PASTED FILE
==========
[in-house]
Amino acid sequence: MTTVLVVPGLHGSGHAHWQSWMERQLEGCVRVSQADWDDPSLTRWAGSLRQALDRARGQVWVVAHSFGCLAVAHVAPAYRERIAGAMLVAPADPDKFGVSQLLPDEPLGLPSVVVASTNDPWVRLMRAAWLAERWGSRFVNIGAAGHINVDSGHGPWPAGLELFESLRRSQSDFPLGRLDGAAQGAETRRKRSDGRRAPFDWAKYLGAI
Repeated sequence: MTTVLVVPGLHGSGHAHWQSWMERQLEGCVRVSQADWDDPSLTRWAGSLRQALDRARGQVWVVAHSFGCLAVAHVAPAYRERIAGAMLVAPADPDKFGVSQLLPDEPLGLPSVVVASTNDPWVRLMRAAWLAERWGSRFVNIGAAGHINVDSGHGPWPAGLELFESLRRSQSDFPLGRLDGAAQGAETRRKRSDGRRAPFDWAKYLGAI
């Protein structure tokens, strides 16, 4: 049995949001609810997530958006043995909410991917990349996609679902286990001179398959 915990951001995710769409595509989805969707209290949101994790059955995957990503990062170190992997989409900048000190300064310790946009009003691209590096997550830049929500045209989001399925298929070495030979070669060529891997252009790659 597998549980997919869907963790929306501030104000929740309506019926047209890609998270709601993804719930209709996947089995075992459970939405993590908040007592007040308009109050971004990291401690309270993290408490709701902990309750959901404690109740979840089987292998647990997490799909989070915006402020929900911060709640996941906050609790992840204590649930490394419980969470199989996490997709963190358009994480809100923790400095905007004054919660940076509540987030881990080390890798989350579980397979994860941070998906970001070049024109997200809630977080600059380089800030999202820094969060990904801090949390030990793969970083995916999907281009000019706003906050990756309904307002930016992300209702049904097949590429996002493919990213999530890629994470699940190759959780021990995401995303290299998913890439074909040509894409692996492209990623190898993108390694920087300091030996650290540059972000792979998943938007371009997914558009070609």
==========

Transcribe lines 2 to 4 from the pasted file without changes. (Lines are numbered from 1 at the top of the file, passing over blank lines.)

Amino acid sequence: MTTVLVVPGLHGSGHAHWQSWMERQLEGCVRVSQADWDDPSLTRWAGSLRQALDRARGQVWVVAHSFGCLAVAHVAPAYRERIAGAMLVAPADPDKFGVSQLLPDEPLGLPSVVVASTNDPWVRLMRAAWLAERWGSRFVNIGAAGHINVDSGHGPWPAGLELFESLRRSQSDFPLGRLDGAAQGAETRRKRSDGRRAPFDWAKYLGAI
Repeated sequence: MTTVLVVPGLHGSGHAHWQSWMERQLEGCVRVSQADWDDPSLTRWAGSLRQALDRARGQVWVVAHSFGCLAVAHVAPAYRERIAGAMLVAPADPDKFGVSQLLPDEPLGLPSVVVASTNDPWVRLMRAAWLAERWGSRFVNIGAAGHINVDSGHGPWPAGLELFESLRRSQSDFPLGRLDGAAQGAETRRKRSDGRRAPFDWAKYLGAI
């Protein structure tokens, strides 16, 4: 049995949001609810997530958006043995909410991917990349996609679902286990001179398959 915990951001995710769409595509989805969707209290949101994790059955995957990503990062170190992997989409900048000190300064310790946009009003691209590096997550830049929500045209989001399925298929070495030979070669060529891997252009790659 597998549980997919869907963790929306501030104000929740309506019926047209890609998270709601993804719930209709996947089995075992459970939405993590908040007592007040308009109050971004990291401690309270993290408490709701902990309750959901404690109740979840089987292998647990997490799909989070915006402020929900911060709640996941906050609790992840204590649930490394419980969470199989996490997709963190358009994480809100923790400095905007004054919660940076509540987030881990080390890798989350579980397979994860941070998906970001070049024109997200809630977080600059380089800030999202820094969060990904801090949390030990793969970083995916999907281009000019706003906050990756309904307002930016992300209702049904097949590429996002493919990213999530890629994470699940190759959780021990995401995303290299998913890439074909040509894409692996492209990623190898993108390694920087300091030996650290540059972000792979998943938007371009997914558009070609």